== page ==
Despite the conventional wisdom, I believe the video game adaptation is a strong template for a deliriously fun B-picture. Much like how novellas & short stories often make for better literary adaptations than lengthy novels because they invite filmmakers to expand rather than condense, the video game medium (particularly in vintage examples) tends to only carry vaguely sketched-out lore & world-building that affords filmmakers a lot of freedom to create in extrapolation. In theory, the Rampage arcade game should have been a prime candidate for an entertainingly absurd action movie, since it’s basically a blank-slate, plot-wise. In the game, players assume the avatars of three cartoonish kaiju—a gorilla, a wolf, and a lizard—earning points by destroying buildings & eating helpless citizens one city at a time. There’s no progression to this initial setup, just more buildings & people to populate an eternally resettable scenario. Unlike the better examples of video game adaptations that use these blank-slate launching pads to create absurdly preposterous worlds, the film version of Rampage instead exhausts itself trying to imagine a plot where its resettable videogame scenario could be at least somewhat plausible. The Super Mario Bros., Mortal Kombat, and Resident Evil movies accept the over-the-top absurdism of their source material as a matter-of-fact conceit; Rampage instead goes out of its way to reduce its premise to the most unimaginative action vehicle possible, one it already feels like we’ve seen Dwayne “The Rock” Johnson star in before. A better-realized Rampage adaptation would have just started with the monster attacks destroying a major city and worried about the reasoning behind their origins after the fact (there are literally dozens of Godzilla pictures that teach that lesson). This adaptation instead dulls down its entertainment potential by laboriously working towards that payoff in a too-late third act turnaround.
The Rock stumbles into this picture wearing a khaki-colored composite costume of every single ex-military jungle adventurer character he’s played before. In this particular case, our impossibly handsome, charismatic hero is defined by his relationship with an albino gorilla named George. With a rapport established through sign language and sex jokes, this Buff Zoologist & Brilliant Gorilla supercouple are seemingly best-bros-for-life until a nearby satellite crash infects George (along with a wolf & an alligator) with a “genetic editing” pathogen. Designed by an Evil Corporation for military weapons purposes, this pathogen causes the three beasts in question to grow exponentially larger, more aggressive, and more resistant to harm. Teaming up with a rogue scientist (Naomie Harris) who helped develop the pathogen, The Rock must race to cure George with an antidote before the military strikes him down and to destroy the other two monsters before they destroy Chicago. And because the movie delusionally believes the monsters need a reason to work together to destroy Chicago, there’s also a broadcasted signal attracting them to the Evil Corporation’s headquarters that must be shut off before it’s too late. Beyond the too-few scenes of monsters destroying buildings (and a few villainously hammy performances from what-are-they-doing-here actors Jeffrey Dean Morgan, Jake Lacy, and Joe Manganiello) there’s nothing distinctive about Rampage as a disaster epic, not even its deployment of three separate kaiju. The movie could have made better use of its satellite crash opening by taking its monster fight to outer space or used its inciting pathogen to create Dwayne “The Giant Boulder” Johnson or anything over-the-top enough to suggest that it fully embraces the absurdity of its central conceit. Instead, it almost outright apologizes for being built on a silly video game foundation by exhaustively explaining a scenario where a giant wolf, gorilla, and reptile might team up to destroy a major city as a team, when that should have been its first act starting point—no explanation necessary.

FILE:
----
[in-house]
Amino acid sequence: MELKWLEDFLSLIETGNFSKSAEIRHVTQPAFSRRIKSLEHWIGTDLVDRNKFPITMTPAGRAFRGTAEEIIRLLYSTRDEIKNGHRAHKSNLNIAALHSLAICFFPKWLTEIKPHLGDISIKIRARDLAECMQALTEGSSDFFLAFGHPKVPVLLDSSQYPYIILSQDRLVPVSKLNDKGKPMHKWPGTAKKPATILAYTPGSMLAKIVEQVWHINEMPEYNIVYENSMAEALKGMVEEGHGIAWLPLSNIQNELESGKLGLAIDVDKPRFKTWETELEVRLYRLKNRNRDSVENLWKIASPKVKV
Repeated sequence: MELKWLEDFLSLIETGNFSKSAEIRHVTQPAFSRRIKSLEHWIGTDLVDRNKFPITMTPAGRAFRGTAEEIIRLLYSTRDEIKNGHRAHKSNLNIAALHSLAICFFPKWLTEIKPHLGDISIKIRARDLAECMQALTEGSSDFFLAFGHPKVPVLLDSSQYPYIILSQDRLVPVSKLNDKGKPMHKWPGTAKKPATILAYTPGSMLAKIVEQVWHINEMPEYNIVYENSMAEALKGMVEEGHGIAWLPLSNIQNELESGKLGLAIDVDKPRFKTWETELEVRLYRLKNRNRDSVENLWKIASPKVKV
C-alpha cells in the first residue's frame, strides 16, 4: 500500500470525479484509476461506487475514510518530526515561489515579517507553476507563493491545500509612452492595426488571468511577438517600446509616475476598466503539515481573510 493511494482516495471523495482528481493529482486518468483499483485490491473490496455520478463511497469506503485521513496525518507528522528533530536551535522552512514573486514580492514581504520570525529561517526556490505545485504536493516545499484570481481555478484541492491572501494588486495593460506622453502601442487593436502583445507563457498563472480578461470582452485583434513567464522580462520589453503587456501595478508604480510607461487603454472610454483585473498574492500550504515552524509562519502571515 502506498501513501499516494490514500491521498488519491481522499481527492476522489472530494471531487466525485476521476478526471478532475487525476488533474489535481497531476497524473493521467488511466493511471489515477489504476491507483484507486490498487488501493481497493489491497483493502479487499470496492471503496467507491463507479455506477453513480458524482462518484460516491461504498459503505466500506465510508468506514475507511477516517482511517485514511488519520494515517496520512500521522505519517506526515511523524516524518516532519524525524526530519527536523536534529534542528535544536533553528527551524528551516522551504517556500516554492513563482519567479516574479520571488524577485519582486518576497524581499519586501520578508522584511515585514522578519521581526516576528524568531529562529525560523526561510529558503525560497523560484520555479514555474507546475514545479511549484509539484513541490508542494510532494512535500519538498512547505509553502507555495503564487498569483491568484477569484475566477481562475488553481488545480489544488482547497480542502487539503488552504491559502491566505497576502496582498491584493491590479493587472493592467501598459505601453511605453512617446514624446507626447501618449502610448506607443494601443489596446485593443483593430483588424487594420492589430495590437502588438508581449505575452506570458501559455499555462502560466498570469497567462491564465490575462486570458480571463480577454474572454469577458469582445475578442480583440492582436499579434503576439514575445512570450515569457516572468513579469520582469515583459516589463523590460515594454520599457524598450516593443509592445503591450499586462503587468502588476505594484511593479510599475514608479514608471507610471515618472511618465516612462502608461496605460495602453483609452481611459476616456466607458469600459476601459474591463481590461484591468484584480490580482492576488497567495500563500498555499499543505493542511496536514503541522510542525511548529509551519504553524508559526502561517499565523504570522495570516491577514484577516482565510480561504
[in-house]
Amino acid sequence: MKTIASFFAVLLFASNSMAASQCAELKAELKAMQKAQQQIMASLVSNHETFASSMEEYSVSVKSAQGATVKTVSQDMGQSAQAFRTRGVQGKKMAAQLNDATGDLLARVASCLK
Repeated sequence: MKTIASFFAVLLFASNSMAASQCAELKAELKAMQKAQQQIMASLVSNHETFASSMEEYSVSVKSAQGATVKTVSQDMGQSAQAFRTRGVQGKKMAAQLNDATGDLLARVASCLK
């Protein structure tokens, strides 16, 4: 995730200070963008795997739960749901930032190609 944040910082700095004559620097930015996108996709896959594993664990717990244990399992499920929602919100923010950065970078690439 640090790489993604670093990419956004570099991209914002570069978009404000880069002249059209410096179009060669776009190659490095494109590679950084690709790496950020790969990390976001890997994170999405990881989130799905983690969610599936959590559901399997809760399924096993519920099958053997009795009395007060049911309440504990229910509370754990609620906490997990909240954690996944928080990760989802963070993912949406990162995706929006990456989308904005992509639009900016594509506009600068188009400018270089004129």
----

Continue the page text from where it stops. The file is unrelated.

I was left exactly this cold by last year’s giant ape monster movie Kong: Skull Island, which also hosted just enough monster action & hammy performances to call into question how the sum of its parts could possibly be so aggressively bland. Rampage is a total MoviePass decision, an unenthused picture that’s only worth your attention if it has a convenient showtime in a directionless afternoon you’re looking to kill. No amount of helicopter-tackling wolf action or Jeffrey Dean Morgan’s cowboy cop quipping things like, “When science shits the bed, I’m the guy they call to clean the sheets,” can make up for the grey mush that surrounds them. Even the novelty of the glorious creature feature Alligator being blown up kaiju-size is only worth a fleeting smirk. The only moment of pure so-bad-it’s-great bliss at hand is a spectacularly awful Kid Cudi remix of “Bullet with Butterfly Wings” that the film unfortunately buries deep in its end credits, where it’s meant to not be heard. It’s ashamed of that cheese just as much as it’s ashamed of its video game roots. Cut the wolf out the the kaiju trio and there’s no point in passing this movie off as a Rampage adaptation at all; it might as well be San Andreas 2 or Journey 3 or a sequel to any number of The Rock’s disaster epics. The green screen/mocap animation, closely cropped shaky-cam action (which is a really weird choice for a film about giant monsters), and cornball stepdad humor are entirely indistinct & interchangeable within the context of the modern Rockbuster. It’s a total shame, because the gleefully trashy arcade game the film chose as a starting point should have been an easy layup in delivering something fun & memorably absurd. Instead, five no-name screenwriters ground it down into a shapeless, unremarkable orb carried on the back of a bored-looking Rock.